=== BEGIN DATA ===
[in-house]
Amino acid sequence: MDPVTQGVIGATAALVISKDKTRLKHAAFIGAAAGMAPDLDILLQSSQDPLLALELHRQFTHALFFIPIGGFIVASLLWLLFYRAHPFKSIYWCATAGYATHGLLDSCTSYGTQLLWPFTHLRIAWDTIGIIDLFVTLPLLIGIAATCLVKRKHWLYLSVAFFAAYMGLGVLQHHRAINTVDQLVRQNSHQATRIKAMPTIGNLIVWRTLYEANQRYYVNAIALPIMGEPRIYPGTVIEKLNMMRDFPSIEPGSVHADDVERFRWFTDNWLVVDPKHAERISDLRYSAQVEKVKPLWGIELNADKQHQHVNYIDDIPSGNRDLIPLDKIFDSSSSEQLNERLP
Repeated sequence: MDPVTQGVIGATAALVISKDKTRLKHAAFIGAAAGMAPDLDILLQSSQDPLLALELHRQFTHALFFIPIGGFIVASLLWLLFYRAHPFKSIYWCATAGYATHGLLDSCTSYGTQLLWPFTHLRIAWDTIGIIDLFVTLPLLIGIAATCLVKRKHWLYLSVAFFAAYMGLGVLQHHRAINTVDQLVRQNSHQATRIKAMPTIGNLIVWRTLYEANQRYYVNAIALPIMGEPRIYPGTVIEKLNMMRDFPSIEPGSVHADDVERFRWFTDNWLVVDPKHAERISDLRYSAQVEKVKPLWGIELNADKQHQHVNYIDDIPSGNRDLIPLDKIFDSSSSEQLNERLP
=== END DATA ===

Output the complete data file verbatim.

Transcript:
[in-house]
Amino acid sequence: MDPVTQGVIGATAALVISKDKTRLKHAAFIGAAAGMAPDLDILLQSSQDPLLALELHRQFTHALFFIPIGGFIVASLLWLLFYRAHPFKSIYWCATAGYATHGLLDSCTSYGTQLLWPFTHLRIAWDTIGIIDLFVTLPLLIGIAATCLVKRKHWLYLSVAFFAAYMGLGVLQHHRAINTVDQLVRQNSHQATRIKAMPTIGNLIVWRTLYEANQRYYVNAIALPIMGEPRIYPGTVIEKLNMMRDFPSIEPGSVHADDVERFRWFTDNWLVVDPKHAERISDLRYSAQVEKVKPLWGIELNADKQHQHVNYIDDIPSGNRDLIPLDKIFDSSSSEQLNERLP
Repeated sequence: MDPVTQGVIGATAALVISKDKTRLKHAAFIGAAAGMAPDLDILLQSSQDPLLALELHRQFTHALFFIPIGGFIVASLLWLLFYRAHPFKSIYWCATAGYATHGLLDSCTSYGTQLLWPFTHLRIAWDTIGIIDLFVTLPLLIGIAATCLVKRKHWLYLSVAFFAAYMGLGVLQHHRAINTVDQLVRQNSHQATRIKAMPTIGNLIVWRTLYEANQRYYVNAIALPIMGEPRIYPGTVIEKLNMMRDFPSIEPGSVHADDVERFRWFTDNWLVVDPKHAERISDLRYSAQVEKVKPLWGIELNADKQHQHVNYIDDIPSGNRDLIPLDKIFDSSSSEQLNERLP